Insights / How do renewable energy certificates work?

Behind your low carbon electricity: How do renewable energy certificates work?

25th May 2022

With more and more businesses looking to reduce their carbon footprint, companies are taking positive steps forward to meet the government’s “net zero by 2050” target. For many companies, the simplest way to start your reduction is buying your energy from renewable sources.

To do so, you can choose a renewable electricity supply, backed by Renewable Energy Guarantee of Origin (REGO) certificates, or EU GoOs (the European equivalent of a REGO). Both are examples of Energy Attribute Certificates (EACs) which guarantee that your supplier will source your electricity from renewable generation.

How do renewable energy certificates work? - hero Image

How do REGOs work?

For every megawatt hour (MWh) generated from renewable sources, Ofgem (Office of Gas and Electricity Markets - the body that regulates suppliers in the UK) will issue a REGO certificate. This certificate authenticates to the consumer that renewable sources produced that portion of energy.

At the end of the financial year, all REGOs issued will be listed in the Ofgem Renewable and CHP Register allocated to the supplier that held them at that point.

Benefits for your business

  • Zero carbon emissions reportable within your power supply – if your power is 100% renewable, then your business can report zero carbon emissions under Scope 2 related to its purchased electricity
  • Clearly demonstrate your sustainability efforts to customers – with the Ofgem register being freely available, the public can see the listing of the supplier you purchased them from. Whilst they won’t have your organisation’s name listed explicitly, these can then be traced back to your business.

By taking advantage of purchasing a REGO-backed supply, it increases your environmental credentials whilst providing you peace of mind that your energy is being sourced from renewable sources. This is one of the cheaper ways you can further your carbon reduction initiatives and doesn’t require you to change your business operations or infrastructure.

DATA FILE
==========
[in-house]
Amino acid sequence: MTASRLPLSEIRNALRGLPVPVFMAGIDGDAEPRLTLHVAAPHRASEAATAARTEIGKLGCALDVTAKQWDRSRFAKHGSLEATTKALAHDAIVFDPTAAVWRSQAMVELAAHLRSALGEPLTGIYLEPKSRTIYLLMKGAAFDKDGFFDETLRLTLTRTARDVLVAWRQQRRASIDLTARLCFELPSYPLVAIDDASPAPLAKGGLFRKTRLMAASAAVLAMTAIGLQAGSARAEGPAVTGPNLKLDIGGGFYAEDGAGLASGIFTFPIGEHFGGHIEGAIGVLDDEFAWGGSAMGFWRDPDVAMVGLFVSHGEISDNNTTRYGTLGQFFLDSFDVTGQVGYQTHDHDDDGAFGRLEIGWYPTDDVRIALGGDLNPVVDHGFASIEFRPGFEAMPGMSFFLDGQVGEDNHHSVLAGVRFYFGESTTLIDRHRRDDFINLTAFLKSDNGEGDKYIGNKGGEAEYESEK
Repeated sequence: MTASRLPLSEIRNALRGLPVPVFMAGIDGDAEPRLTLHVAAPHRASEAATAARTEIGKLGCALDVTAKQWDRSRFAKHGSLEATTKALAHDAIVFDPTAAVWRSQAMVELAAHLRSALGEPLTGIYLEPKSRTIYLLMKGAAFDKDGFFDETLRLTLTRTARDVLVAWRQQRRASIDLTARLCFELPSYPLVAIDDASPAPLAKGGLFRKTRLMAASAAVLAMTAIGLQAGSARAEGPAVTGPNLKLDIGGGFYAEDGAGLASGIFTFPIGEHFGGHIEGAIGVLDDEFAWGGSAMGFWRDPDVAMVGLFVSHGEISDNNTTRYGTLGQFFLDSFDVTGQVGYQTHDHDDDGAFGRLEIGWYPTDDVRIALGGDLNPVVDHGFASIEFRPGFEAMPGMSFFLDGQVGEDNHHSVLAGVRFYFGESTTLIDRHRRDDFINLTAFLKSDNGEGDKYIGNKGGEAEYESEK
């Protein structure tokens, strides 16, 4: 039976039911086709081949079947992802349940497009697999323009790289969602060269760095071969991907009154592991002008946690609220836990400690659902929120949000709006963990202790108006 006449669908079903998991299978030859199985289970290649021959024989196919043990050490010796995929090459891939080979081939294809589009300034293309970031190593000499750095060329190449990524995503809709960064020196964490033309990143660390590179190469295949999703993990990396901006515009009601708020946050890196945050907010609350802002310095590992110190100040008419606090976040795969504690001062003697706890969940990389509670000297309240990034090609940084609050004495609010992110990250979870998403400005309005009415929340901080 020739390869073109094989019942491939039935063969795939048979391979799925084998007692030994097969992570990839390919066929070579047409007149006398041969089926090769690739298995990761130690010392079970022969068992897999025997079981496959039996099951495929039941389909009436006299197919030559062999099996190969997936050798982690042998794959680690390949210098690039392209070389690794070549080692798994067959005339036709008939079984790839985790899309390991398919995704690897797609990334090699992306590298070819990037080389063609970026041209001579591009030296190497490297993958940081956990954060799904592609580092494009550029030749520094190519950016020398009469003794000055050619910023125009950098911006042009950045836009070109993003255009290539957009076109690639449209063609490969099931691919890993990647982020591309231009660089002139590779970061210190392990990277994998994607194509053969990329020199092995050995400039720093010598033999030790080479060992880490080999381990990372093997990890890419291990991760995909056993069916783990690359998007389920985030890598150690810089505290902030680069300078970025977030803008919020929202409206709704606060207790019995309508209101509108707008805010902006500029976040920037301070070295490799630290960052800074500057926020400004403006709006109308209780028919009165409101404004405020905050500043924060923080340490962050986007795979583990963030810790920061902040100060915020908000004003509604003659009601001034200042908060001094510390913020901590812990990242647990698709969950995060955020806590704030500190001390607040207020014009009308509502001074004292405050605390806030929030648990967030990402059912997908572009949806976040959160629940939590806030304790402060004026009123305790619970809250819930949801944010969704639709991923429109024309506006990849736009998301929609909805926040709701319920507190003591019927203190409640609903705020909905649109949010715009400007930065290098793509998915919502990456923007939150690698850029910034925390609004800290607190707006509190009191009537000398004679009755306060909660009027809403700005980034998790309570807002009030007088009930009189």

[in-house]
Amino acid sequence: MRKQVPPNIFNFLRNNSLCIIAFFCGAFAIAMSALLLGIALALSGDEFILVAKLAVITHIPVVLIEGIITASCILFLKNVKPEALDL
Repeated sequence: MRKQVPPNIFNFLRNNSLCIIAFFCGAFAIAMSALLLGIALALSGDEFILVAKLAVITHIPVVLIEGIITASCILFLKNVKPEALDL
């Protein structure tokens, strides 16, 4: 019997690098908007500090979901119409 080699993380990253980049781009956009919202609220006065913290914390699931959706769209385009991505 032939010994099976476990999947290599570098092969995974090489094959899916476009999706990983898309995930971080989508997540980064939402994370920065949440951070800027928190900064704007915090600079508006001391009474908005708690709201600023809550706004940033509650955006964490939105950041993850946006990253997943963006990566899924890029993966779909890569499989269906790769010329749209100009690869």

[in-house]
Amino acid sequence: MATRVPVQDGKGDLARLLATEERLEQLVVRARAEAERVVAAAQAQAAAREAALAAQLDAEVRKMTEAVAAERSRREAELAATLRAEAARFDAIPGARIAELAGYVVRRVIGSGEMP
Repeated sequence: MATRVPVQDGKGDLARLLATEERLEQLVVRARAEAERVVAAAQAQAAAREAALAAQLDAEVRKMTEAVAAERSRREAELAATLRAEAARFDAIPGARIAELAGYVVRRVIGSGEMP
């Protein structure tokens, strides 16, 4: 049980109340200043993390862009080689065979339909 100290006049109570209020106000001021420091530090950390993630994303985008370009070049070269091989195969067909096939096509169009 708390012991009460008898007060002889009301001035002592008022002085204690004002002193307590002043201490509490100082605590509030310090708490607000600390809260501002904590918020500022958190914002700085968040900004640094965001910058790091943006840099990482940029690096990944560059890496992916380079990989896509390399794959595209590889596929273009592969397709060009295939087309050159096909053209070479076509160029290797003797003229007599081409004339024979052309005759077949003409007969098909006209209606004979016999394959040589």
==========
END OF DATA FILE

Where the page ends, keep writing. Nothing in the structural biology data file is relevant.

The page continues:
How to make sure your electricity supplier isn’t greenwashing your power

The REGO and GoO schemes were put in place to increase accountability for renewable electricity generation. Being able to track where electricity comes from enables customers to make more informed decisions based on their business needs.

The average fuel mix for all UK suppliers is just 40% renewable
(Apr 2020-March 2021).


How can you be sure your power is truly renewable?

  1. Check the terms of your power product. If you don’t want to support power from fossil fuel sources, you want to ensure you’re choosing renewable source electricity. Some suppliers require you to select renewable power via a certain product or contract (meaning they could talk about renewable power a lot in their advertising, but still sell you a majority non-renewable contract if you haven’t specified what you want).

  2. Check your supplier’s Fuel Mix Disclosure (FMD). All suppliers are required to disclose the mix of fuels used to generate the electricity they supply. If a supplier is buying lots of non-renewable power, therefore supporting fossil fuels, this would have to be disclosed on the FMD.

    * Note that they might be buying the right amount of renewable power to cover your product, however their FMD might reflect that the supplier is also providing ‘conventional’ power to other customers, thus not having a renewable source FMD.

  3. See if your supplier has any independent accreditations verifying its renewable power products. These accreditations can be awarded by third parties that audit renewable products against international standards such as the Greenhouse Gas (GHG) Protocol.

At Drax, customers can get renewable source electricity that’s verified by EcoAct. Check out our Fuel Mix Disclosure to see where our power comes from.

You can find out more about Renewable Energy Certificates (RECs) by clicking the button below.

Find out more

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